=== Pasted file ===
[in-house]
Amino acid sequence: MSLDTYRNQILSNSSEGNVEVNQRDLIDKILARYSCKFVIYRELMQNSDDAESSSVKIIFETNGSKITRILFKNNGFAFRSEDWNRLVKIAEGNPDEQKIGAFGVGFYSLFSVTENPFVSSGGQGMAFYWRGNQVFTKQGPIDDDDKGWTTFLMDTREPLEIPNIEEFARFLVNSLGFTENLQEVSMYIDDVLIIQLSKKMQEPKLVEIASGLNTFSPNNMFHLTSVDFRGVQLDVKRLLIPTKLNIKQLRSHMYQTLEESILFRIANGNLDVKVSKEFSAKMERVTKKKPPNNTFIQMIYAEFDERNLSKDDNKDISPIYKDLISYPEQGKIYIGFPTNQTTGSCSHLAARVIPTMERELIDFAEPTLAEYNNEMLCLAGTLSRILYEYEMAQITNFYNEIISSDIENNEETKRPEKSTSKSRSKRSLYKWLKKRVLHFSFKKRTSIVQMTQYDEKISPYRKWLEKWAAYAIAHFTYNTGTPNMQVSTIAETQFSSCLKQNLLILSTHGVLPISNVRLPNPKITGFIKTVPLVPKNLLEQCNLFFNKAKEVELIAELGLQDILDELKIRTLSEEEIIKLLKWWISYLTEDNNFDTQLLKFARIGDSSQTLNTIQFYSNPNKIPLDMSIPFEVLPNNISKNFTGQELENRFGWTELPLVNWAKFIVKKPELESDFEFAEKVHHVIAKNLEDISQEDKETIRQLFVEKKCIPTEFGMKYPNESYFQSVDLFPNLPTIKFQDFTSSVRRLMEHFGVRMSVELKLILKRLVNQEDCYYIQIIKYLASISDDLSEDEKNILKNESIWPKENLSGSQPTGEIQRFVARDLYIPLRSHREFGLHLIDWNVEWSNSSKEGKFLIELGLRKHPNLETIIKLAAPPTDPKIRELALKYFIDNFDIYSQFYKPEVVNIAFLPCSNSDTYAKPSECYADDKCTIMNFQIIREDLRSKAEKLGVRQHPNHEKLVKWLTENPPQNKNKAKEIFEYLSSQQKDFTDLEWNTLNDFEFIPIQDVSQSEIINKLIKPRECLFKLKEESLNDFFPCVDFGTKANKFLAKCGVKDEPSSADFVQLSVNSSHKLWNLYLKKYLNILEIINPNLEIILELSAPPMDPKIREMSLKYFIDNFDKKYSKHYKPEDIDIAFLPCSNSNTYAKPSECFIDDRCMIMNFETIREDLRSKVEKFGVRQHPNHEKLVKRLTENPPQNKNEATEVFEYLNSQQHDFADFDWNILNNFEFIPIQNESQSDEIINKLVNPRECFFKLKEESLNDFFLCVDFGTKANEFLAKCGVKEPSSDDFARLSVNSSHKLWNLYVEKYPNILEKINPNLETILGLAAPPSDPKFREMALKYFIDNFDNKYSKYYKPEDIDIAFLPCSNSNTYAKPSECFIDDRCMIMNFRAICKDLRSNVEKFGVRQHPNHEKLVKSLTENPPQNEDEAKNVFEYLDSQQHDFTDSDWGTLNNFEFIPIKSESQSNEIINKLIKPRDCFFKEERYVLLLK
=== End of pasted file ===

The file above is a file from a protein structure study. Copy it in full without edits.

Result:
[in-house]
Amino acid sequence: MSLDTYRNQILSNSSEGNVEVNQRDLIDKILARYSCKFVIYRELMQNSDDAESSSVKIIFETNGSKITRILFKNNGFAFRSEDWNRLVKIAEGNPDEQKIGAFGVGFYSLFSVTENPFVSSGGQGMAFYWRGNQVFTKQGPIDDDDKGWTTFLMDTREPLEIPNIEEFARFLVNSLGFTENLQEVSMYIDDVLIIQLSKKMQEPKLVEIASGLNTFSPNNMFHLTSVDFRGVQLDVKRLLIPTKLNIKQLRSHMYQTLEESILFRIANGNLDVKVSKEFSAKMERVTKKKPPNNTFIQMIYAEFDERNLSKDDNKDISPIYKDLISYPEQGKIYIGFPTNQTTGSCSHLAARVIPTMERELIDFAEPTLAEYNNEMLCLAGTLSRILYEYEMAQITNFYNEIISSDIENNEETKRPEKSTSKSRSKRSLYKWLKKRVLHFSFKKRTSIVQMTQYDEKISPYRKWLEKWAAYAIAHFTYNTGTPNMQVSTIAETQFSSCLKQNLLILSTHGVLPISNVRLPNPKITGFIKTVPLVPKNLLEQCNLFFNKAKEVELIAELGLQDILDELKIRTLSEEEIIKLLKWWISYLTEDNNFDTQLLKFARIGDSSQTLNTIQFYSNPNKIPLDMSIPFEVLPNNISKNFTGQELENRFGWTELPLVNWAKFIVKKPELESDFEFAEKVHHVIAKNLEDISQEDKETIRQLFVEKKCIPTEFGMKYPNESYFQSVDLFPNLPTIKFQDFTSSVRRLMEHFGVRMSVELKLILKRLVNQEDCYYIQIIKYLASISDDLSEDEKNILKNESIWPKENLSGSQPTGEIQRFVARDLYIPLRSHREFGLHLIDWNVEWSNSSKEGKFLIELGLRKHPNLETIIKLAAPPTDPKIRELALKYFIDNFDIYSQFYKPEVVNIAFLPCSNSDTYAKPSECYADDKCTIMNFQIIREDLRSKAEKLGVRQHPNHEKLVKWLTENPPQNKNKAKEIFEYLSSQQKDFTDLEWNTLNDFEFIPIQDVSQSEIINKLIKPRECLFKLKEESLNDFFPCVDFGTKANKFLAKCGVKDEPSSADFVQLSVNSSHKLWNLYLKKYLNILEIINPNLEIILELSAPPMDPKIREMSLKYFIDNFDKKYSKHYKPEDIDIAFLPCSNSNTYAKPSECFIDDRCMIMNFETIREDLRSKVEKFGVRQHPNHEKLVKRLTENPPQNKNEATEVFEYLNSQQHDFADFDWNILNNFEFIPIQNESQSDEIINKLVNPRECFFKLKEESLNDFFLCVDFGTKANEFLAKCGVKEPSSDDFARLSVNSSHKLWNLYVEKYPNILEKINPNLETILGLAAPPSDPKFREMALKYFIDNFDNKYSKYYKPEDIDIAFLPCSNSNTYAKPSECFIDDRCMIMNFRAICKDLRSNVEKFGVRQHPNHEKLVKSLTENPPQNEDEAKNVFEYLDSQQHDFTDSDWGTLNNFEFIPIKSESQSNEIINKLIKPRDCFFKEERYVLLLK